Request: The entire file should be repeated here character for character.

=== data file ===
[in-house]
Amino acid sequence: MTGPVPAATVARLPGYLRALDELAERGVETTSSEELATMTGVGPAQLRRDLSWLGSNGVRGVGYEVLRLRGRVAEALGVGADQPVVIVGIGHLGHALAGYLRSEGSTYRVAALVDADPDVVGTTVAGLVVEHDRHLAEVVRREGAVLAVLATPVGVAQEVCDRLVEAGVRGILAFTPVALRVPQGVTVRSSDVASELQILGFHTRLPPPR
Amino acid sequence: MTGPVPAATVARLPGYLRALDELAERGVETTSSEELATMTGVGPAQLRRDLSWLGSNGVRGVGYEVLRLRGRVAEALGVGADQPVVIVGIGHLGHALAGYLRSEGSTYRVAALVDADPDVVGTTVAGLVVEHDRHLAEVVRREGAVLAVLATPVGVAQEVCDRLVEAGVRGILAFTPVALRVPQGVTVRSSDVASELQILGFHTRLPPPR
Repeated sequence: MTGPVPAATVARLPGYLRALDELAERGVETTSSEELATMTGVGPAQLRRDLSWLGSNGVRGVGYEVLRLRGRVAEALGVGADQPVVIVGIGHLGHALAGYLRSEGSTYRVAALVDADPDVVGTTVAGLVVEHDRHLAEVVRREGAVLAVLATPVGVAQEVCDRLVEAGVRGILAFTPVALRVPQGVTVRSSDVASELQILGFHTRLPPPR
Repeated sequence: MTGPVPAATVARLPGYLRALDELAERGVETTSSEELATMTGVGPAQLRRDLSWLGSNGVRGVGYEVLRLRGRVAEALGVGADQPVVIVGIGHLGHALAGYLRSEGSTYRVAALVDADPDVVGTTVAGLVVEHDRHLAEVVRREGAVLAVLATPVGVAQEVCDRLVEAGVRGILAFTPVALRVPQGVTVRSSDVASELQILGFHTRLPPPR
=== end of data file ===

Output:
[in-house]
Amino acid sequence: MTGPVPAATVARLPGYLRALDELAERGVETTSSEELATMTGVGPAQLRRDLSWLGSNGVRGVGYEVLRLRGRVAEALGVGADQPVVIVGIGHLGHALAGYLRSEGSTYRVAALVDADPDVVGTTVAGLVVEHDRHLAEVVRREGAVLAVLATPVGVAQEVCDRLVEAGVRGILAFTPVALRVPQGVTVRSSDVASELQILGFHTRLPPPR
Amino acid sequence: MTGPVPAATVARLPGYLRALDELAERGVETTSSEELATMTGVGPAQLRRDLSWLGSNGVRGVGYEVLRLRGRVAEALGVGADQPVVIVGIGHLGHALAGYLRSEGSTYRVAALVDADPDVVGTTVAGLVVEHDRHLAEVVRREGAVLAVLATPVGVAQEVCDRLVEAGVRGILAFTPVALRVPQGVTVRSSDVASELQILGFHTRLPPPR
Repeated sequence: MTGPVPAATVARLPGYLRALDELAERGVETTSSEELATMTGVGPAQLRRDLSWLGSNGVRGVGYEVLRLRGRVAEALGVGADQPVVIVGIGHLGHALAGYLRSEGSTYRVAALVDADPDVVGTTVAGLVVEHDRHLAEVVRREGAVLAVLATPVGVAQEVCDRLVEAGVRGILAFTPVALRVPQGVTVRSSDVASELQILGFHTRLPPPR
Repeated sequence: MTGPVPAATVARLPGYLRALDELAERGVETTSSEELATMTGVGPAQLRRDLSWLGSNGVRGVGYEVLRLRGRVAEALGVGADQPVVIVGIGHLGHALAGYLRSEGSTYRVAALVDADPDVVGTTVAGLVVEHDRHLAEVVRREGAVLAVLATPVGVAQEVCDRLVEAGVRGILAFTPVALRVPQGVTVRSSDVASELQILGFHTRLPPPR